Fig. 2. Layers of the Epidermis

Stratum Granulosum (granular layer) - lies on the top of the prickle cells and consists of rows of flattened nucleated cells, which contain keratohyaline granules.

Fig. 3. The Epidermis

Stratum Malpighi (prickle cell layer) - lies on the top of the basal layer and following its direction. This is a very important layer and is involved in most of the pathological conditions of the skin.

Stratum Germinativum (Basal Layer) - is the deeper layer of the epidermis and is composed of a single row of columnar cells arranged vertically to the basement membrane. The cells of the basal layer become modified to form all other cells of the epidermis.

The epidermis is maintained by the division of the germinate cells present in the basal layer and differentiate later to keratinocytes in about seven weeks.


Epidermal cells are composed of keratinocytes, melanocytes,mast , Langerhans cells and undefined cells.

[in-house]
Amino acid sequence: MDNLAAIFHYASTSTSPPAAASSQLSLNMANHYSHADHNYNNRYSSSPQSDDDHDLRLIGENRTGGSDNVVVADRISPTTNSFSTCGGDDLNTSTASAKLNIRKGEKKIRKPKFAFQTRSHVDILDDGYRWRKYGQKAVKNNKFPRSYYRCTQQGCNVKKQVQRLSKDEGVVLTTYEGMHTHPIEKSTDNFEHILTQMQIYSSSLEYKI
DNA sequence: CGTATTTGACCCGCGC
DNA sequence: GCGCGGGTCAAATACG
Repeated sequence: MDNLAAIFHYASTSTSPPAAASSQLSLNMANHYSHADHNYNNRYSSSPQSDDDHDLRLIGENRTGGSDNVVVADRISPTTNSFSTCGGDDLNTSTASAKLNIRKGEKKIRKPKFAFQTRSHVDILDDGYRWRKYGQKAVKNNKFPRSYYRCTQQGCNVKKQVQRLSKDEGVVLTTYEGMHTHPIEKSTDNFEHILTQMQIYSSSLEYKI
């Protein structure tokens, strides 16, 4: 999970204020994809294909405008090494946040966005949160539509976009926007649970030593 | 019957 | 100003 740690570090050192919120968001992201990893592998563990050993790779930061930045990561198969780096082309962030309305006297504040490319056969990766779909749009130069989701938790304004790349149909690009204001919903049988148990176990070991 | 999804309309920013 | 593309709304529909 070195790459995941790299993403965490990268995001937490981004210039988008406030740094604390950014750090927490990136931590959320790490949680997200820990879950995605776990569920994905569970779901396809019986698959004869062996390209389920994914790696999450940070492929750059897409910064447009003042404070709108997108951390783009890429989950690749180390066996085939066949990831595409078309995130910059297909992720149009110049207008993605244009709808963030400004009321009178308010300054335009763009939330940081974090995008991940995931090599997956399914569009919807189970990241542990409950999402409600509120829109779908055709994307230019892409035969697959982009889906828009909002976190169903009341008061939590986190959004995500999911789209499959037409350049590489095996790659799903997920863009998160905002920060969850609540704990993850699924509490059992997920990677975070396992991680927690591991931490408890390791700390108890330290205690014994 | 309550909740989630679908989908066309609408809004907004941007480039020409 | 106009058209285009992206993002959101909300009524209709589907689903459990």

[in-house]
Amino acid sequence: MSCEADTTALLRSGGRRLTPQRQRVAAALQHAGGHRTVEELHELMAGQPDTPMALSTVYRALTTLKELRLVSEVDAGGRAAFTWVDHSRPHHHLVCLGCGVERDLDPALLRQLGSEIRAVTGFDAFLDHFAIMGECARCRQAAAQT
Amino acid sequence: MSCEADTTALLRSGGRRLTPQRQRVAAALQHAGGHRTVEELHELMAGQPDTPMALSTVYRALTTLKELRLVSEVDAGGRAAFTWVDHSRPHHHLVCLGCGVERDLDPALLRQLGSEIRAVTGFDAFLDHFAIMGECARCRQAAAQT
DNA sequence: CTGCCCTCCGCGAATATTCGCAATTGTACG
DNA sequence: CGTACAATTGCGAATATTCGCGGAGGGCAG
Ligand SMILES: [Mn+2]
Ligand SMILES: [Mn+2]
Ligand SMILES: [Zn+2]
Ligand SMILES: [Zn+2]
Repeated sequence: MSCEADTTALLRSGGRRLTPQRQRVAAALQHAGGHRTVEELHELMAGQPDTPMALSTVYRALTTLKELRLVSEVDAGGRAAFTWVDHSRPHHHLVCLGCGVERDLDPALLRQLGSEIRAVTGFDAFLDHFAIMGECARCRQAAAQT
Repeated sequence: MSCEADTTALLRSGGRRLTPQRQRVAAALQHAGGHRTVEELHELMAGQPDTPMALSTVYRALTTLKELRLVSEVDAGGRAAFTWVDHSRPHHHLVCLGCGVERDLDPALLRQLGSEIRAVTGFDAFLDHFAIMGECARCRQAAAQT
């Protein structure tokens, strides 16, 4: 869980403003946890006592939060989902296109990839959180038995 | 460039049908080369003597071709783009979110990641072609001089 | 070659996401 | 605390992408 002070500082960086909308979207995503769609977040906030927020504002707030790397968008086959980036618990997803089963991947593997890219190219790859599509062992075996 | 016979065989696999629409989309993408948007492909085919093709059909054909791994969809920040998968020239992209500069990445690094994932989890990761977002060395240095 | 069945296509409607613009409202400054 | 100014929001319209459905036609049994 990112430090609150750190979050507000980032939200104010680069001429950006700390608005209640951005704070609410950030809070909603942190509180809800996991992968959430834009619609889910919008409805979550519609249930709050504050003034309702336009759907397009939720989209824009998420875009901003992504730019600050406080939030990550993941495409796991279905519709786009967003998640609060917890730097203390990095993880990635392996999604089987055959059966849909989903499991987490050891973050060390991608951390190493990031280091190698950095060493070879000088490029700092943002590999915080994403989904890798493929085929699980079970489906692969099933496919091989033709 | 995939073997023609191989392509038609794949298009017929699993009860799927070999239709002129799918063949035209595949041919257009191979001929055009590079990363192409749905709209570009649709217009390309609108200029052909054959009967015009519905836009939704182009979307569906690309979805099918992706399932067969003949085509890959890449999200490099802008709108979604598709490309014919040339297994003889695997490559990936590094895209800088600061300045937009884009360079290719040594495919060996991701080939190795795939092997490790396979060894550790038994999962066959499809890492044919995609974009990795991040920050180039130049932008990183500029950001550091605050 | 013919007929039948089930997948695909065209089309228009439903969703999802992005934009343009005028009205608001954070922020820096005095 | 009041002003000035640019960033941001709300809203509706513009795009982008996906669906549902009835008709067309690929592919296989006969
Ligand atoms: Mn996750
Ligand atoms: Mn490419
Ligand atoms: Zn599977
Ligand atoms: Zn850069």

1. Keratinocytes

As the keratinocytes move upwards reaching the granular layer of the epidermis, loose their nuclei. Keratinocytes become flattened and heaped on the skin surface as horny dead cells. The thickness of this layer varies according to age and different body sites.

Vitamin A is found to have an important role in the development of keratinocytes.

Fetal epidermis, with incomplete keratinization, has abundant glycogen, which is present in the outer root sheath of active hair follicles. Glycogen is found to increase after epidermal injury, which has a direct relation to cellular metabolism.

Keratinocytes possess A and B blood group antigens and share with the red blood cells the same antibodies that are absorbed selectively in some immune reactions.

Functions of keratinocytes